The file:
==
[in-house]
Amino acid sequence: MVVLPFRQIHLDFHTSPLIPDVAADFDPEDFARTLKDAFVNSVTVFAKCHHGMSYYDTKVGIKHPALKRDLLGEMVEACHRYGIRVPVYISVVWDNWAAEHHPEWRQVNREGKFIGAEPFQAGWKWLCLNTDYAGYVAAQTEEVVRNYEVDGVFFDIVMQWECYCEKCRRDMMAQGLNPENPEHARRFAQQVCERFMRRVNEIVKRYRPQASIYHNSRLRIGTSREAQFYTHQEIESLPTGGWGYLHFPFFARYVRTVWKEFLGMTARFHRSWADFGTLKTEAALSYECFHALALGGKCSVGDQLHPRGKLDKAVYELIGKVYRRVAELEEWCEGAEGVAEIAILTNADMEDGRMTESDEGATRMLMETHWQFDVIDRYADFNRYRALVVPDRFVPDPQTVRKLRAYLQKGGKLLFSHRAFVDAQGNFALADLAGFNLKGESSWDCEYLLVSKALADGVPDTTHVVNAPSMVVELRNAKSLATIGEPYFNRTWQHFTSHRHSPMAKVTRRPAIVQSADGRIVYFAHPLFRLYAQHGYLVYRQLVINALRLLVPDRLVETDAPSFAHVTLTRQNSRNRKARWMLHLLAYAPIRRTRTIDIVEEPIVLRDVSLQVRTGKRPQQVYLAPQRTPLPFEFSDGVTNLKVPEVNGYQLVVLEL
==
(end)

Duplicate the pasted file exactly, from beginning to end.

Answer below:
[in-house]
Amino acid sequence: MVVLPFRQIHLDFHTSPLIPDVAADFDPEDFARTLKDAFVNSVTVFAKCHHGMSYYDTKVGIKHPALKRDLLGEMVEACHRYGIRVPVYISVVWDNWAAEHHPEWRQVNREGKFIGAEPFQAGWKWLCLNTDYAGYVAAQTEEVVRNYEVDGVFFDIVMQWECYCEKCRRDMMAQGLNPENPEHARRFAQQVCERFMRRVNEIVKRYRPQASIYHNSRLRIGTSREAQFYTHQEIESLPTGGWGYLHFPFFARYVRTVWKEFLGMTARFHRSWADFGTLKTEAALSYECFHALALGGKCSVGDQLHPRGKLDKAVYELIGKVYRRVAELEEWCEGAEGVAEIAILTNADMEDGRMTESDEGATRMLMETHWQFDVIDRYADFNRYRALVVPDRFVPDPQTVRKLRAYLQKGGKLLFSHRAFVDAQGNFALADLAGFNLKGESSWDCEYLLVSKALADGVPDTTHVVNAPSMVVELRNAKSLATIGEPYFNRTWQHFTSHRHSPMAKVTRRPAIVQSADGRIVYFAHPLFRLYAQHGYLVYRQLVINALRLLVPDRLVETDAPSFAHVTLTRQNSRNRKARWMLHLLAYAPIRRTRTIDIVEEPIVLRDVSLQVRTGKRPQQVYLAPQRTPLPFEFSDGVTNLKVPEVNGYQLVVLEL